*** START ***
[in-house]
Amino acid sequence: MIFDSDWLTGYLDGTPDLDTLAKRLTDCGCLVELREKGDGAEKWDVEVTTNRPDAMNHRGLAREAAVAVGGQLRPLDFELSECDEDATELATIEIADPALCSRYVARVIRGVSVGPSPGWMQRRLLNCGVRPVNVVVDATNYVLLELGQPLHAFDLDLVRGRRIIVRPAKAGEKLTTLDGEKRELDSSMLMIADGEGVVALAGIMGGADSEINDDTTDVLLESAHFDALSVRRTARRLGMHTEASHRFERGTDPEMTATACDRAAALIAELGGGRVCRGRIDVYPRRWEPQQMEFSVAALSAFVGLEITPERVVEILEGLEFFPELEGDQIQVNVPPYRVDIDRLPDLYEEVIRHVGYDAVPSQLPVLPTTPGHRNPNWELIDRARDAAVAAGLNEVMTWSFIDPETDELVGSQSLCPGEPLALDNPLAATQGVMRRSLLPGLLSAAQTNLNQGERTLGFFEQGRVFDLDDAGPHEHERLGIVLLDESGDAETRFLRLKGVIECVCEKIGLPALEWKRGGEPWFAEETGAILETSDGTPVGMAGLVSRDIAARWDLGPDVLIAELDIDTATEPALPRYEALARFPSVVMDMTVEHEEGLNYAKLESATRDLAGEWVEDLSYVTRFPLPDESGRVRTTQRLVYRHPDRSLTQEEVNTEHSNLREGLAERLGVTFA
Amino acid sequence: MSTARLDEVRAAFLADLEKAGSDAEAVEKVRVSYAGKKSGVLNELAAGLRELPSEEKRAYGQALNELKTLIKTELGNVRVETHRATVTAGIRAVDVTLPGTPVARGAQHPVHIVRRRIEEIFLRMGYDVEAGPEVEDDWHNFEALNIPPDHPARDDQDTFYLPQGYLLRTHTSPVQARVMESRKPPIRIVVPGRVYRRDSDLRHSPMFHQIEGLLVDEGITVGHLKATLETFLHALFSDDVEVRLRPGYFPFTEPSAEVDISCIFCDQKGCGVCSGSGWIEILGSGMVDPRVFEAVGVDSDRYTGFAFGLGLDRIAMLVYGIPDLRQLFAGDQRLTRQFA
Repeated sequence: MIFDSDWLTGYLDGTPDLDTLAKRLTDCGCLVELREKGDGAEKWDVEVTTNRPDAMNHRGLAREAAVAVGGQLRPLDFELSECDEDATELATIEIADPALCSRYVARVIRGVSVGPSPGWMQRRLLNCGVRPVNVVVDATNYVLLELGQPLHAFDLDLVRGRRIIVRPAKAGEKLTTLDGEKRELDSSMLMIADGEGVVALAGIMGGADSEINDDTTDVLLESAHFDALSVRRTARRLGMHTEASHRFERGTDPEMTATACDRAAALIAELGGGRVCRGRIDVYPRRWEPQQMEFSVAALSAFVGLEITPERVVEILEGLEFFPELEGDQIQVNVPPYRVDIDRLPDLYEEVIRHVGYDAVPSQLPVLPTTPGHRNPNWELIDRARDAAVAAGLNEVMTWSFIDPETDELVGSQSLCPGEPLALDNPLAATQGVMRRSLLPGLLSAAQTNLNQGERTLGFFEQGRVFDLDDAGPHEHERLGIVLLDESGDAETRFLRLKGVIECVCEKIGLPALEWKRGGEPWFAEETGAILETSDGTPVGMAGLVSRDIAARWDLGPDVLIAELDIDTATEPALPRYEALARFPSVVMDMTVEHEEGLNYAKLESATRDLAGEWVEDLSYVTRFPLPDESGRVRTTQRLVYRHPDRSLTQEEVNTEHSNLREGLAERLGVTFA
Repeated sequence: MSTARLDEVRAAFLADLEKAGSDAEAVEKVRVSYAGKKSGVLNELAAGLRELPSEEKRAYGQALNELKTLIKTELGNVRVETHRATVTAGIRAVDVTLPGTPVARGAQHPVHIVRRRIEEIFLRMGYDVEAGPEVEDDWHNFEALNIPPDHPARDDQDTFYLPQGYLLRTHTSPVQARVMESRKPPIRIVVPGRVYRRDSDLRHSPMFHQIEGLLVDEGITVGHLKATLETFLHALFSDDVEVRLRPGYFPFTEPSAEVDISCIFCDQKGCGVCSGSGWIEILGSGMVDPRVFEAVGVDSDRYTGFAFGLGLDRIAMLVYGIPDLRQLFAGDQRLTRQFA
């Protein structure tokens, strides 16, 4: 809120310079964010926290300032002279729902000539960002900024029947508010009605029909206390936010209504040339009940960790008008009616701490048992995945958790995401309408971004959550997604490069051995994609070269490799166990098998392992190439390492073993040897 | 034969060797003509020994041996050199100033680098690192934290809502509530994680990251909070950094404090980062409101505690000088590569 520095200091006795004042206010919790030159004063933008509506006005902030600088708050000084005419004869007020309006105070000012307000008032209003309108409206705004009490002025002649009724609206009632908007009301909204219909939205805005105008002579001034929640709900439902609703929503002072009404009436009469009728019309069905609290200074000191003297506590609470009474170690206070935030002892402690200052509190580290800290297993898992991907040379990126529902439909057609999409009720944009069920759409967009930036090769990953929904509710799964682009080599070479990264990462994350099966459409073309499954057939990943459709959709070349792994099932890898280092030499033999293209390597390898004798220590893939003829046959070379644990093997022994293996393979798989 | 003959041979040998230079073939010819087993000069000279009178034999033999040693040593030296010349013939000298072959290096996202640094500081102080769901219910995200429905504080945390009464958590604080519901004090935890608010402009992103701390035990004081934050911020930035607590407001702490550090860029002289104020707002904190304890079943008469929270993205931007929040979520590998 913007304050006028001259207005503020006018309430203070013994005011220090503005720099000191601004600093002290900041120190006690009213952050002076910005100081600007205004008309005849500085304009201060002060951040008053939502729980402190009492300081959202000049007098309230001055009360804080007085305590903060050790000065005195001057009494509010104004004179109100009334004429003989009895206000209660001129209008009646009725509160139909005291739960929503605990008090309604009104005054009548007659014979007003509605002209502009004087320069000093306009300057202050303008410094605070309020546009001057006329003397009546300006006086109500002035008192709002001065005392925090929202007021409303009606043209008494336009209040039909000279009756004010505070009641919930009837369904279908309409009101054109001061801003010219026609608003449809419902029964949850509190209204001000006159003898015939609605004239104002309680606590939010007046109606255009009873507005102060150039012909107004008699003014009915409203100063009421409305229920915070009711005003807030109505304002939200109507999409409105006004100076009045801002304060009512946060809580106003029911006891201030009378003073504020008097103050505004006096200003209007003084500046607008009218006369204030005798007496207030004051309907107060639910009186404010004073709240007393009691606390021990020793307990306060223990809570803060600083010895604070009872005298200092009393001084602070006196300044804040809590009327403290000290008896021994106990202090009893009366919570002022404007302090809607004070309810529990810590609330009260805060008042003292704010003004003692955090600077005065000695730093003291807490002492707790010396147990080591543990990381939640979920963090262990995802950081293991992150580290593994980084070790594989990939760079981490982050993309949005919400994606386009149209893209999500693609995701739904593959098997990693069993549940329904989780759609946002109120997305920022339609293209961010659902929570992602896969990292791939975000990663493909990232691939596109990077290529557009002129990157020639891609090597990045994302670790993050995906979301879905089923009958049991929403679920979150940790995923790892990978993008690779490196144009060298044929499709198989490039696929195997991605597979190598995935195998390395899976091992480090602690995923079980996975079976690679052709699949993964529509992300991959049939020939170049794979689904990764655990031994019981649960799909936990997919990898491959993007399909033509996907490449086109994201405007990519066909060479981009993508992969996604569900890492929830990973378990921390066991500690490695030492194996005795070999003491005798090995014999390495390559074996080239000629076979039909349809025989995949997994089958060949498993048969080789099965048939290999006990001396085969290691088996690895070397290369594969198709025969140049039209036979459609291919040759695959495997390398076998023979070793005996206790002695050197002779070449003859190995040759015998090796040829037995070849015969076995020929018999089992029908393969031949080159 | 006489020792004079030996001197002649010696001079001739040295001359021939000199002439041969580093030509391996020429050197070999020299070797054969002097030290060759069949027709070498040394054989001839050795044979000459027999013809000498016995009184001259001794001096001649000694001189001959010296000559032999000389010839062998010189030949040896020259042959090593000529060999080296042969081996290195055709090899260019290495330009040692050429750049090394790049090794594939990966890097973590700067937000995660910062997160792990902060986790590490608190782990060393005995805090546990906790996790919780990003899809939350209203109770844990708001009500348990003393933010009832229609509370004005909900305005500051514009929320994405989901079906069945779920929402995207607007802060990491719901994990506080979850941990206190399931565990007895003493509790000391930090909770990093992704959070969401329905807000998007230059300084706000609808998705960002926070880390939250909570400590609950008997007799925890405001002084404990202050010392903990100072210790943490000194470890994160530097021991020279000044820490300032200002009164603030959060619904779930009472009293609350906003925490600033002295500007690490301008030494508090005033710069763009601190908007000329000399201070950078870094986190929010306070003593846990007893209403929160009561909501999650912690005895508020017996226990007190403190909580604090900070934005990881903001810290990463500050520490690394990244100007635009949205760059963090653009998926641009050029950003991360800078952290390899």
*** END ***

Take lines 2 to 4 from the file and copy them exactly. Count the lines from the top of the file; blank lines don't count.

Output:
Amino acid sequence: MIFDSDWLTGYLDGTPDLDTLAKRLTDCGCLVELREKGDGAEKWDVEVTTNRPDAMNHRGLAREAAVAVGGQLRPLDFELSECDEDATELATIEIADPALCSRYVARVIRGVSVGPSPGWMQRRLLNCGVRPVNVVVDATNYVLLELGQPLHAFDLDLVRGRRIIVRPAKAGEKLTTLDGEKRELDSSMLMIADGEGVVALAGIMGGADSEINDDTTDVLLESAHFDALSVRRTARRLGMHTEASHRFERGTDPEMTATACDRAAALIAELGGGRVCRGRIDVYPRRWEPQQMEFSVAALSAFVGLEITPERVVEILEGLEFFPELEGDQIQVNVPPYRVDIDRLPDLYEEVIRHVGYDAVPSQLPVLPTTPGHRNPNWELIDRARDAAVAAGLNEVMTWSFIDPETDELVGSQSLCPGEPLALDNPLAATQGVMRRSLLPGLLSAAQTNLNQGERTLGFFEQGRVFDLDDAGPHEHERLGIVLLDESGDAETRFLRLKGVIECVCEKIGLPALEWKRGGEPWFAEETGAILETSDGTPVGMAGLVSRDIAARWDLGPDVLIAELDIDTATEPALPRYEALARFPSVVMDMTVEHEEGLNYAKLESATRDLAGEWVEDLSYVTRFPLPDESGRVRTTQRLVYRHPDRSLTQEEVNTEHSNLREGLAERLGVTFA
Amino acid sequence: MSTARLDEVRAAFLADLEKAGSDAEAVEKVRVSYAGKKSGVLNELAAGLRELPSEEKRAYGQALNELKTLIKTELGNVRVETHRATVTAGIRAVDVTLPGTPVARGAQHPVHIVRRRIEEIFLRMGYDVEAGPEVEDDWHNFEALNIPPDHPARDDQDTFYLPQGYLLRTHTSPVQARVMESRKPPIRIVVPGRVYRRDSDLRHSPMFHQIEGLLVDEGITVGHLKATLETFLHALFSDDVEVRLRPGYFPFTEPSAEVDISCIFCDQKGCGVCSGSGWIEILGSGMVDPRVFEAVGVDSDRYTGFAFGLGLDRIAMLVYGIPDLRQLFAGDQRLTRQFA
Repeated sequence: MIFDSDWLTGYLDGTPDLDTLAKRLTDCGCLVELREKGDGAEKWDVEVTTNRPDAMNHRGLAREAAVAVGGQLRPLDFELSECDEDATELATIEIADPALCSRYVARVIRGVSVGPSPGWMQRRLLNCGVRPVNVVVDATNYVLLELGQPLHAFDLDLVRGRRIIVRPAKAGEKLTTLDGEKRELDSSMLMIADGEGVVALAGIMGGADSEINDDTTDVLLESAHFDALSVRRTARRLGMHTEASHRFERGTDPEMTATACDRAAALIAELGGGRVCRGRIDVYPRRWEPQQMEFSVAALSAFVGLEITPERVVEILEGLEFFPELEGDQIQVNVPPYRVDIDRLPDLYEEVIRHVGYDAVPSQLPVLPTTPGHRNPNWELIDRARDAAVAAGLNEVMTWSFIDPETDELVGSQSLCPGEPLALDNPLAATQGVMRRSLLPGLLSAAQTNLNQGERTLGFFEQGRVFDLDDAGPHEHERLGIVLLDESGDAETRFLRLKGVIECVCEKIGLPALEWKRGGEPWFAEETGAILETSDGTPVGMAGLVSRDIAARWDLGPDVLIAELDIDTATEPALPRYEALARFPSVVMDMTVEHEEGLNYAKLESATRDLAGEWVEDLSYVTRFPLPDESGRVRTTQRLVYRHPDRSLTQEEVNTEHSNLREGLAERLGVTFA